The question “why would it be there” struck me as absurd. One thing you learn when you misplace things often is that you almost never will know why something is where it is until you find it. “Oh yeah, I walked into the boiler room while talking on the phone, that’s why the phone’s in there.” Once you’ve checked the places you think an item should be, all you have left is places in which you have no clue why they might be there.
One time I was finishing up an egg and cheese sandwich when I walked to the refrigerator, sandwich in hand, to refill my water. The phone rang. I put what was left of my sandwich on top of the refrigerator as I walked over to the phone. After a nice 10 minute conversation I went back to the table with my glass of water and saw my plate was empty. Odd, I thought, didn’t I have some sandwich left? Looking around the kitchen there was not a trace of an egg and cheese sandwich so I figured I must have downed the last piece before answering the phone.
Two days later I hear “what the heck is THIS doing on the refrigerator.” My wife is giving me an accusatory look, holding a small bit of an old egg and cheese sandwich.
“What’s that, that’s not mine,” I protested.
“Really,” she said, obviously not believing me. “It was on the top of the fridge, did the boys put it ther?.” This was a few years ago when the oldest was probably about 4 so I did find it unlikely that they would have stored a sandwich there.
“Well, I didn’t…” I started indignantly, irritated about being falsely accused. Suddenly I stopped and sheepishly added, “oh wait, that is mine.”
My wife didn’t congratulate me for acknowledging the obvious. Instead her face said “why would someone put a sandwich up on the fridge and if they did choose to do such a strange thing, why wouldn’t someone remember?!?”
Like I said she’s not absent minded.
Yet on those rare occasions where she’s distracted enough to actually not put something in the right place, I’m usually the one to find it. I’ve had practice finding things. The first rule is “it’s probably under something.” Most people look for things by looking around the room. Many times a sheet of paper or a napkin might cover a set of car keys. The second rule is to check out the ‘usual suspects.’ For instance, I misplace my glasses about twice a week. OK, twice a day. Sigh, to be honest, twice an hour. So I check – by my computer, downstairs at my desk, on the dresser, on the telephone table near the entrance…90% of the time it’ll be at one of those places, often under something.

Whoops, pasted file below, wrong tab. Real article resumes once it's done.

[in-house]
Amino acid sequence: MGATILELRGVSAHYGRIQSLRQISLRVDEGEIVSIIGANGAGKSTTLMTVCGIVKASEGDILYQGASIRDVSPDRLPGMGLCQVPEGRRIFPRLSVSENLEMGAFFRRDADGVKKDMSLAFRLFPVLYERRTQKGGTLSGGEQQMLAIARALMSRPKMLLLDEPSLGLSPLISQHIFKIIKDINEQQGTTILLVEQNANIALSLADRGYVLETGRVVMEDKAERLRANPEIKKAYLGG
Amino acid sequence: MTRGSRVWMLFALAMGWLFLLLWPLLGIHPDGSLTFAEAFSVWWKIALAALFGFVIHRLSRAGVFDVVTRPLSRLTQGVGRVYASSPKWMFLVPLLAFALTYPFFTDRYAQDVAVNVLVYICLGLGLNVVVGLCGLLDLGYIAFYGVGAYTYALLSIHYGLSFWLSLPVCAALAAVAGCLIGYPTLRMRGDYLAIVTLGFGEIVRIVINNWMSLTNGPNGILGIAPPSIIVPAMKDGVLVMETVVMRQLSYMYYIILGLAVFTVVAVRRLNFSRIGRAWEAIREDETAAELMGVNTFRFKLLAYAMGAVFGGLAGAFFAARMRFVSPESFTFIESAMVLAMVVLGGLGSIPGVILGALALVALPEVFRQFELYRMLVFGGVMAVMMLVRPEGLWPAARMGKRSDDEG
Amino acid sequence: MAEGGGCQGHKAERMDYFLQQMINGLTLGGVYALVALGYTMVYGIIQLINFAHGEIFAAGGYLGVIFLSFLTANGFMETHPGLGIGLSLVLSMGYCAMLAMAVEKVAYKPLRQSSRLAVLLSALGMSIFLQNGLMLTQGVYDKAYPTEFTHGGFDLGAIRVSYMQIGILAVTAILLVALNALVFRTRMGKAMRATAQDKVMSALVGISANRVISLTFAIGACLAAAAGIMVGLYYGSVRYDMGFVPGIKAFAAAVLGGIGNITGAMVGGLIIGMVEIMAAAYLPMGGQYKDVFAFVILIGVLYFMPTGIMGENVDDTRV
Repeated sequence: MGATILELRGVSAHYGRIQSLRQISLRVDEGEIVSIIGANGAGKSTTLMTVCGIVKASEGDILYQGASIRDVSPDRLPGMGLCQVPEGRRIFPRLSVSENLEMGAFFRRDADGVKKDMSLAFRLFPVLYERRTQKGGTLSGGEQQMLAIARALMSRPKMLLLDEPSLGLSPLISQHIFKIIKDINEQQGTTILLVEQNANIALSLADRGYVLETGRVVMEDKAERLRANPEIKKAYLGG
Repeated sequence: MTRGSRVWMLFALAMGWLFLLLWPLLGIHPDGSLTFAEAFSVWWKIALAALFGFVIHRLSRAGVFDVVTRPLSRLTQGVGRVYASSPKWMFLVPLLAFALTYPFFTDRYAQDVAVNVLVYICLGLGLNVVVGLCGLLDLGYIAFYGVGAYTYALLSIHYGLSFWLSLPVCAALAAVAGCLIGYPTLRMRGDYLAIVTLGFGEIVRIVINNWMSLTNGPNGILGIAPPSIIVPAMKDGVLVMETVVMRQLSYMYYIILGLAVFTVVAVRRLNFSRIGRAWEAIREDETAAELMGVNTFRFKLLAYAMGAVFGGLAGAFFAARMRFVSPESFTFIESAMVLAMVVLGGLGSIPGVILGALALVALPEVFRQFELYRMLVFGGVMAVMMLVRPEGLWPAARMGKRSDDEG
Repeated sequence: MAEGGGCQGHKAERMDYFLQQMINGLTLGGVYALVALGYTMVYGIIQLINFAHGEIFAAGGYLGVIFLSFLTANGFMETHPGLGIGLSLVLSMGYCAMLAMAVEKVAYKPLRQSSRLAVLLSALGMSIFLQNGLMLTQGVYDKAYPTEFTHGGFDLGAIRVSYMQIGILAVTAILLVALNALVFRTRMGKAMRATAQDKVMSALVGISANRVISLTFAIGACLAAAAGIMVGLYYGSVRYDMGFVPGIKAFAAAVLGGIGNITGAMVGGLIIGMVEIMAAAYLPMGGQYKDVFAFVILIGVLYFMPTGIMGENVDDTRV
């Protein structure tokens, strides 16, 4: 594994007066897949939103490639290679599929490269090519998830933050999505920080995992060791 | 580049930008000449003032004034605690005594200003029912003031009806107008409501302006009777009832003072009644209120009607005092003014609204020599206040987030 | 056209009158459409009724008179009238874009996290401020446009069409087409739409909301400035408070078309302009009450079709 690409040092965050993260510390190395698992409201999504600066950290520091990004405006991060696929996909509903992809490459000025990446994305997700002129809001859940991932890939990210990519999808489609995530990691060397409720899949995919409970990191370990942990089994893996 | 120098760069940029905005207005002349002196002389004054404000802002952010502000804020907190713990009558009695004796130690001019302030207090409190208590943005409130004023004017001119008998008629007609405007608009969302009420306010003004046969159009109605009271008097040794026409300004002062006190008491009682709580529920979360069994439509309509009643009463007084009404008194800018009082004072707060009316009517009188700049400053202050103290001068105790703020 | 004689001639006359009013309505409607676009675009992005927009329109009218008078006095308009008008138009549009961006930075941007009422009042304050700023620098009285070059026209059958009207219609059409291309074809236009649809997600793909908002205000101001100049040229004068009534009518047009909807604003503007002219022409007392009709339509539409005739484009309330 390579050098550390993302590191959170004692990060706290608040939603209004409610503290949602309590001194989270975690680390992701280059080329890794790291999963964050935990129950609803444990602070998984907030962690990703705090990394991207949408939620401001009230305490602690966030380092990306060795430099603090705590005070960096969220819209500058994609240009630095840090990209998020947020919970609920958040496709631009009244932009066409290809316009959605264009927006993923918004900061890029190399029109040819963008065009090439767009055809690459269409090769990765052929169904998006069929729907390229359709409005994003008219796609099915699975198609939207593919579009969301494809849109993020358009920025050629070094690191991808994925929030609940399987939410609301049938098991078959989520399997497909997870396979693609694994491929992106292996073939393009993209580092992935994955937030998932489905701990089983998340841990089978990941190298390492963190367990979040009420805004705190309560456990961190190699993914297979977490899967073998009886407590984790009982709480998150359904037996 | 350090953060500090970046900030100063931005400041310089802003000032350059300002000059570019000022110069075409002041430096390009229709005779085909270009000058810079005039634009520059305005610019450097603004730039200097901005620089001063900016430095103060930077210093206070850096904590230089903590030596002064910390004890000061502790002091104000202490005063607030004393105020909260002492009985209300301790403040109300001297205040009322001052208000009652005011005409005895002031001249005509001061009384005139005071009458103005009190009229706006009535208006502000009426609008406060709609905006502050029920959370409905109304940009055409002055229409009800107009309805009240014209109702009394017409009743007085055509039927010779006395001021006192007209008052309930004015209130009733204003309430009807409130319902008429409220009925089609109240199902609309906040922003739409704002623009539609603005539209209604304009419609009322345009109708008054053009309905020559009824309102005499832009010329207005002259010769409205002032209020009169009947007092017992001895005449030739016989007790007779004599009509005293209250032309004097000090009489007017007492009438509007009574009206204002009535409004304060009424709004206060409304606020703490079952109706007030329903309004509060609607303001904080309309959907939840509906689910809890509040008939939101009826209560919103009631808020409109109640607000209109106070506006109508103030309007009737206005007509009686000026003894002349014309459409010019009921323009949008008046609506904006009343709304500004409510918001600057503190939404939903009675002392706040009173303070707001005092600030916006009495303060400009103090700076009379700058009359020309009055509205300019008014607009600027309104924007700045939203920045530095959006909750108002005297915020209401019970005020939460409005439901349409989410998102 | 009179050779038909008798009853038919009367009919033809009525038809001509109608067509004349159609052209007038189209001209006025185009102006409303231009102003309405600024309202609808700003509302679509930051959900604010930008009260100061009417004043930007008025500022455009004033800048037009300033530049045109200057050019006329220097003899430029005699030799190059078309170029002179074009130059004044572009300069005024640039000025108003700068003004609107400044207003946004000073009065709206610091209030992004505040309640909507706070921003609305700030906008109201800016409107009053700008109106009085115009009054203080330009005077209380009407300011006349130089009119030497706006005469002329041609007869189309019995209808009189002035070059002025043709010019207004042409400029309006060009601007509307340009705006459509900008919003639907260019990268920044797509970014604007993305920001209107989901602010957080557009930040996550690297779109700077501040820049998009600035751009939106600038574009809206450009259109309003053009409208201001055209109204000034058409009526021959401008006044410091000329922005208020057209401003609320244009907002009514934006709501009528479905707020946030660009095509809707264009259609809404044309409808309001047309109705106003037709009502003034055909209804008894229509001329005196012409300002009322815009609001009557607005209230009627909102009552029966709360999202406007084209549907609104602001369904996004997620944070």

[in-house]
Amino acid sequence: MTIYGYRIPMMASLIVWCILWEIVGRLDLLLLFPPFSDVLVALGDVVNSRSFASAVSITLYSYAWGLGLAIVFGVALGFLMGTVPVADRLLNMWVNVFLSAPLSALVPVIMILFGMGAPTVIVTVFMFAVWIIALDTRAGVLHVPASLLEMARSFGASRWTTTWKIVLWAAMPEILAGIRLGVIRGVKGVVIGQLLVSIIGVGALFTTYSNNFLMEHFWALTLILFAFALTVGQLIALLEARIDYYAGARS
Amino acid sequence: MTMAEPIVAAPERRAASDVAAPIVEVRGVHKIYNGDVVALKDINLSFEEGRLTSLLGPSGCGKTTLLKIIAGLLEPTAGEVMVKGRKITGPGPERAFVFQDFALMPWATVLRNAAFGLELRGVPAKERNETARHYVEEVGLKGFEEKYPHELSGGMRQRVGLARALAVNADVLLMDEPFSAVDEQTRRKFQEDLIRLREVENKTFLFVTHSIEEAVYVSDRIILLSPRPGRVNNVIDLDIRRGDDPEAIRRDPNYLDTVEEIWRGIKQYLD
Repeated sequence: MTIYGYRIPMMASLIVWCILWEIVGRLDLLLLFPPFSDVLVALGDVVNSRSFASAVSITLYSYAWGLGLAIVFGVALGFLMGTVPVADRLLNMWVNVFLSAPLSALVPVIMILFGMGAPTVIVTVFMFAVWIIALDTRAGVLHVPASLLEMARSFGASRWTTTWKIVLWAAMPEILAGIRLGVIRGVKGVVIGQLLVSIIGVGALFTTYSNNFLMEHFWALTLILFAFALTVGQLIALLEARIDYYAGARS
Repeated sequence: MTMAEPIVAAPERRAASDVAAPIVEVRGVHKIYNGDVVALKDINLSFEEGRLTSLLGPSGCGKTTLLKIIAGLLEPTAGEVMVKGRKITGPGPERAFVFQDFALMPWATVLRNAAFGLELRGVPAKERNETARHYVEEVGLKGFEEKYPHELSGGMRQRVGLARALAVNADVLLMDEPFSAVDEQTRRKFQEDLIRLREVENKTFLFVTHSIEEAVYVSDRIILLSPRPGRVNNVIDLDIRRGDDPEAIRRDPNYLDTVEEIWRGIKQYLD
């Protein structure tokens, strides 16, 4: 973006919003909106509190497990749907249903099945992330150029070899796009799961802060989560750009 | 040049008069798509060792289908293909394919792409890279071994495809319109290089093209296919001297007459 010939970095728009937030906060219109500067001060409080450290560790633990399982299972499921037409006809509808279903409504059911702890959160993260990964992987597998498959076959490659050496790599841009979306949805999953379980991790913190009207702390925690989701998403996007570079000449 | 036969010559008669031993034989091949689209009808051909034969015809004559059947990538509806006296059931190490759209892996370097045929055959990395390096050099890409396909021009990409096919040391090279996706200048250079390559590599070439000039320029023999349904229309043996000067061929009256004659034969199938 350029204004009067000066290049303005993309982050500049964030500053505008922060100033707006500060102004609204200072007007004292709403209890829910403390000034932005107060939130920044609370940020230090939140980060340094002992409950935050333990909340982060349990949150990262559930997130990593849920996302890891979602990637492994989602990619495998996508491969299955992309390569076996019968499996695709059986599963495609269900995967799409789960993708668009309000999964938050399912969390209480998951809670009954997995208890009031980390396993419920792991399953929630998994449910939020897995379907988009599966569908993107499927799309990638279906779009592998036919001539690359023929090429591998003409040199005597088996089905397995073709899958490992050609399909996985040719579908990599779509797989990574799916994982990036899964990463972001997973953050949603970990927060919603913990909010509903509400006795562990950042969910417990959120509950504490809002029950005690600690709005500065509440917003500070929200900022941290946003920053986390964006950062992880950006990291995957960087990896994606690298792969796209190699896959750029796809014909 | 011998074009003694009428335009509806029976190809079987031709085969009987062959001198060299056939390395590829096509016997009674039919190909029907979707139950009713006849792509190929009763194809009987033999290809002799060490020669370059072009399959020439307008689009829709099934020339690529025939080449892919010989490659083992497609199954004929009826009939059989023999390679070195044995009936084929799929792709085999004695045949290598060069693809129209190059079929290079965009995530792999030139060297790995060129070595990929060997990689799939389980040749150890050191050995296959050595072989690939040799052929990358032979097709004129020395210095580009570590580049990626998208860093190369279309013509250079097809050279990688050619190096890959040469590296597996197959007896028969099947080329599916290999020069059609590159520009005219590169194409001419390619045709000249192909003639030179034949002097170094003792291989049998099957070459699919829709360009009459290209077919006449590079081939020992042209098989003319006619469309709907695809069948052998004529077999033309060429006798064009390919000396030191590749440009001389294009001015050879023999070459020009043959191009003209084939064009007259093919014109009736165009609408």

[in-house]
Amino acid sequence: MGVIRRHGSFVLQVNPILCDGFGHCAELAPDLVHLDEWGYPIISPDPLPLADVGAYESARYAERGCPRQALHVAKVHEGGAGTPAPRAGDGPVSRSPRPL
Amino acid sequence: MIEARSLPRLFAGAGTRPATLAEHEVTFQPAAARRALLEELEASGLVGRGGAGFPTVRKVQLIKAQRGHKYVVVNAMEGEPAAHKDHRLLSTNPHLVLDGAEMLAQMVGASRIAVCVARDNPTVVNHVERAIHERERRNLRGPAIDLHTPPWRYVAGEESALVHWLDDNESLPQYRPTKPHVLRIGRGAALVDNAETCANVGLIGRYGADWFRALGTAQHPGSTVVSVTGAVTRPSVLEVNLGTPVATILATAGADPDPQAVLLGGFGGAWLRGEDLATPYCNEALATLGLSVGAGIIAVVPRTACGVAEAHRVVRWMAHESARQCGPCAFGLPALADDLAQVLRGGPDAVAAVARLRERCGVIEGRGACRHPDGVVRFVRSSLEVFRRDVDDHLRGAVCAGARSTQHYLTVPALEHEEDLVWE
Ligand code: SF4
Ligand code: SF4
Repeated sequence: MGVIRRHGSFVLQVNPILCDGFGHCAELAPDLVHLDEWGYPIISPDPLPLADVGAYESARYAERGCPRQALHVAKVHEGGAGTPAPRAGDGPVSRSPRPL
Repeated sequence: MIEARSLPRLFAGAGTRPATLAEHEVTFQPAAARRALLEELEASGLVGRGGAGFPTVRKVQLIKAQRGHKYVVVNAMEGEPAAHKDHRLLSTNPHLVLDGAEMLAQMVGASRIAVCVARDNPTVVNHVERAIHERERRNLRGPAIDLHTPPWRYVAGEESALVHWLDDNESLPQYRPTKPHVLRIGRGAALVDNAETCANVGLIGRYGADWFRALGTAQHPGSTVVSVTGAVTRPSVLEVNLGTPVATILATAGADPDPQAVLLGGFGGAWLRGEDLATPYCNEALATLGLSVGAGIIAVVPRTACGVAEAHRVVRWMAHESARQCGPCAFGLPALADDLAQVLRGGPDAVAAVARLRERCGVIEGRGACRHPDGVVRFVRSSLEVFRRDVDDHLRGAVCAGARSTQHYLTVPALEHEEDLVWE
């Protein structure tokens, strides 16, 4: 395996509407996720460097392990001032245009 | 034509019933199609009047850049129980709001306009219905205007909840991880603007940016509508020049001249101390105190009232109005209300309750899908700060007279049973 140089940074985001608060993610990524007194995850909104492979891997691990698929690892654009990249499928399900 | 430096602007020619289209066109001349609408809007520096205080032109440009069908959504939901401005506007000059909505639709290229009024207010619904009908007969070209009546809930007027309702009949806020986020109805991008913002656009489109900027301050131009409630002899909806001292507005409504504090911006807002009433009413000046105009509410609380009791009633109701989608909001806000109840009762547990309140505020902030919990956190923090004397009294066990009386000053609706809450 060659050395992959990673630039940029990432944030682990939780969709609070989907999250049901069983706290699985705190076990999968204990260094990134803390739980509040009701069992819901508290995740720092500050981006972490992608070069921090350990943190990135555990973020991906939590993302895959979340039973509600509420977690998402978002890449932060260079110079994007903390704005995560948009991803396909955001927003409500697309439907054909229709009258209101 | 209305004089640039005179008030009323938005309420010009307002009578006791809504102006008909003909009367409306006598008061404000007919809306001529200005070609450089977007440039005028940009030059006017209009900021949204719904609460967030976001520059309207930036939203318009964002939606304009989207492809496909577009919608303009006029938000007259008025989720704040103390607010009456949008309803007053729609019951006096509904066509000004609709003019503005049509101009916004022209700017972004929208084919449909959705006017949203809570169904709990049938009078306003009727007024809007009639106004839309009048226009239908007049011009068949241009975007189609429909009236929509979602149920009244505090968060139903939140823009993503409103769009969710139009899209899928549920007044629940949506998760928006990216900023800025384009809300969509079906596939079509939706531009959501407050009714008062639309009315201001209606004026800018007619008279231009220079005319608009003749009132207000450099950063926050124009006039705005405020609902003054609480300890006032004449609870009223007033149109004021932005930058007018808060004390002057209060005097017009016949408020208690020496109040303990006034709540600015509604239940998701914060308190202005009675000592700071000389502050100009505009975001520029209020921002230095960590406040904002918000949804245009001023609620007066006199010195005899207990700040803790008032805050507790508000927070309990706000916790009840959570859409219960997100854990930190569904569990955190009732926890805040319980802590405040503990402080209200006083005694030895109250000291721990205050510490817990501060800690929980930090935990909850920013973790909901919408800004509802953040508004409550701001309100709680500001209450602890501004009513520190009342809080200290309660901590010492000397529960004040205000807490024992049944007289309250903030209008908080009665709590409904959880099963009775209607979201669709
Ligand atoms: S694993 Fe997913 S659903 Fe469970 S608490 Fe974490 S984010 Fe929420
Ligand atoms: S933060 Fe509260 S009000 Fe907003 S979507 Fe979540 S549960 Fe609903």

Another rule — and this is something that orderly people don’t get — is that getting irritated about not finding something only makes it harder to find. I think it’s up there with the law of karma in cosmic importance. When my son angrily stomps around looking for his DSi he fails to notice that it’s on the edge of the table he’s standing beside. Not that my son is orderly — he has my absent mindedness along with the temperament about misplacing things as an orderly person. But he’ll learn — we absent minded people do, in time.
In the end this means that if something is missing, I’m usually the one to find it, and I’ll often be working downstairs and hear “dad, where’s my DSi Pokemon game” screamed out. I run up and find it. That’s my role in the family. I’ll mutter the fatherly, “you really need to learn to look for and find things yourself,” but I like feeling useful.
Yet sometimes even as a finder I fail. Last August I finally went in and had spare car keys made — two sets. I had lost my spare and had gone three months with just one set of keys. That’s dangerous for an absent minded misplacer of things. It cost $100 to get the new set ($25 for a third), and it didn’t even have the buttons to unlock the doors or open the trunk. That’s a scandal in and of itself; when I was first driving I could go to Ace Hardware and have a new key made for 75 cents!
So I now had three sets of keys, one with the buttons and two new ones without. I decided to use a key without the buttons as my main key, just in case. Now I cannot find the FOB – the key with the buttons. I only have my two spares. That means I’ve now lost two FOBs and I have no idea where they are. Moreover, it seems I lost the second shortly after I had the new spares made, a weird coincidence. I believe with slight confidence that somewhere in this house two of those key FOBs are hiding from me. I believe with a tad more confidence that they are somewhere in this universe.
I could ask my family to help me find them, but I suspect the response would be “where did you put them” or “why aren’t they where they’re supposed to be?” Meanwhile, I’d best get a couple extras made, just in case.
Live every moment
Love every day
Because before you know it
Your precious time slips away
– Kevin Cronin, REO Speedwagen
Back in college I wrote a poem “Now Lasts Forever.” I was intrigued by the idea that it is always now. Time is an elusive concept. Physicists tell us that time and space are really two parts of the same thing. Photons — those particles of light illuminating the world — do not experience time, only speed. For them now is literally all they experience. That seems incomprehensible but we’re really in the same boat. We experience now, even though the world changes around us. My best definition of time is change – you know time has passed when things change. Now lasts forever, change is constant.
I’ve argued before that it’s important to ‘live awake,’ to see beyond the kind of fog that society and culture can impose as we go through the day doing what we are supposed to do, caught up in various little battles and problems. Angry at the traffic jam, snapping at the kids, fretting about work. It’s easy to get caught up in that kind of parade of emotional noise, exhausted at the end of the day from the constant push and pull — or as a line in a different song puts it “overwhelmed by everything but wanting more so much!”